What happens next? Investment leading to manufacturing the BIPVT roof lies ahead. While in test phases, this technology may also need support to reach consumers. It’s already undergone five years of feasibility, pilot and material studies from research universities. (See results from “steel BIPVT” search.)

Should we fast-track? Maybe you can help cheer-lead, assess and lead the demand for this next-gen roof — even with others in the solar industry. We are not experts, and look forward to hearing what you think!

Sincerely,

Tiny House Joy

conservation cheers to a tiny house

By moving into a well-insulated, smaller house, you easily conserve energy and reduce your footprint. Even in very cold or hot locales, it’s possible to live comfortably and save money.

Exterior: Let’s look at the EDGE house, which stands for “experimental dwelling for a greener environment.” Built several years ago, this AIA-award winning house in Bayfield, Wisconsin costs only $30/month to heat.

Here's the exterior of EDGE, a real energy-saving house. It starts with 480 sq. ft. of living space and north/south facing windows. (Revelations Architect)

Here’s the exterior of EDGE, a real energy-saving house. It starts with 480 sq. ft. of living space and north/south facing windows. (Revelations Architect)

Interior: You’ll discover room to sleep, dine, bathe and hang-out inside EDGE. One reason is all the built-in and multiple-use furniture pieces. To get a sense of the house, we suggest watching this Milwaukee Journal Sentinel video.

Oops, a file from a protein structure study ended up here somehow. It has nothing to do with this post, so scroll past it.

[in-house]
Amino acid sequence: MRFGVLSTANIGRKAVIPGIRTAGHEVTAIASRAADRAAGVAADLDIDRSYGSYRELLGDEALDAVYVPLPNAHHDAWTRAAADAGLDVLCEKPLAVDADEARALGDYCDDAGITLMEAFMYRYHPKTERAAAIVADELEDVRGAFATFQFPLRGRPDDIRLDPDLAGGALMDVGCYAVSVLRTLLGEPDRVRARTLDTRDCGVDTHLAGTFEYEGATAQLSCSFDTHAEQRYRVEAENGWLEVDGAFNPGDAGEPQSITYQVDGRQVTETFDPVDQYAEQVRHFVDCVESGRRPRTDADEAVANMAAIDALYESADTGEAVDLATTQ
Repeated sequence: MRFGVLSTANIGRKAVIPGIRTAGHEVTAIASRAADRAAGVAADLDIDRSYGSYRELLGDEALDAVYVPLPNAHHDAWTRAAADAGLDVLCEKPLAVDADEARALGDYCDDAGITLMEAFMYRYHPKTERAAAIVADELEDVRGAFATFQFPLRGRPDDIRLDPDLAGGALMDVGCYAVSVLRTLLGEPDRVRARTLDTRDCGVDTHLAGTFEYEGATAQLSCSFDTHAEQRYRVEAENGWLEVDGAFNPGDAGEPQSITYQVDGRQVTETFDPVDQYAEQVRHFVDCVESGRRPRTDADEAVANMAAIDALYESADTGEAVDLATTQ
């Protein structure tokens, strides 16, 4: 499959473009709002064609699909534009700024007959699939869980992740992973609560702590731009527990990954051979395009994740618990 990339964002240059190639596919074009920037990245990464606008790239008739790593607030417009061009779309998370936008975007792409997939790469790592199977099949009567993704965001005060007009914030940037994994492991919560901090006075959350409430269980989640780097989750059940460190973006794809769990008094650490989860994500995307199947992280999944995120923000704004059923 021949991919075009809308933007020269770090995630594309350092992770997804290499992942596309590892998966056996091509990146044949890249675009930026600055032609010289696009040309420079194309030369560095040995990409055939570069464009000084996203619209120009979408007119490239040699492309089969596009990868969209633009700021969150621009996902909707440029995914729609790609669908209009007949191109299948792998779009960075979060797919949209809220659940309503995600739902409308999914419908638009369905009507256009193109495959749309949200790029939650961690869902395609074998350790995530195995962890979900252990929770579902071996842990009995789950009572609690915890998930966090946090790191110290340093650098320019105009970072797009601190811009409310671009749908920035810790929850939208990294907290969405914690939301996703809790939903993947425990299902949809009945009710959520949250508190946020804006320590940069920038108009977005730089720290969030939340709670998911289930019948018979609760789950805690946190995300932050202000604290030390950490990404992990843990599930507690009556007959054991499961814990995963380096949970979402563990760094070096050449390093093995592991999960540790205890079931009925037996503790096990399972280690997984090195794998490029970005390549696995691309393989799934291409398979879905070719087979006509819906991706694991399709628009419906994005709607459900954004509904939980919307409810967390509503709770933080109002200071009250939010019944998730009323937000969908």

The interior is sheathed in plywood, a popular look. See the great room, which opens up the space, along with one of two lofts and the hidden bathroom below. (Revelations Architects)

The interior is sheathed in plywood, a popular look. See the great room, which opens up the space, along with one of two lofts and the bathroom hidden below. (Revelations Architects)

Floor plans: There are two levels, including a 320 sq. ft. main floor and 160 sq. ft. upstairs. We appreciate the large amount of glass which creates views and invites nature into this shared space. As a tiny house, there is some storage though downsizing is a must-do.

The house is well-designed to maximize space, placing the kitchen and bathroom on either side. Upstairs lofts sleep four, with access by staircases. (Revelations Architects)

The house is well-designed to maximize space, placing the kitchen and bathroom on either side. Upstairs lofts sleep four, with access by staircases. (Revelations Architects)

Energy savings: In a Northland News Center video, architect Bill Yudchitz says the EDGE house has geothermal heat, air-to-air heat exchange, radiant floor heat and two barn-like doors that insulate by covering large windows.

What's missing here? The windows have disappeared from view, as heavy sliding walls now cover them and provide insulation for cold nights. (Revelations Architects)

What’s missing here? The windows have disappeared from view, as heavy sliding walls now cover them and provide insulation for cold nights. (Revelations Architects)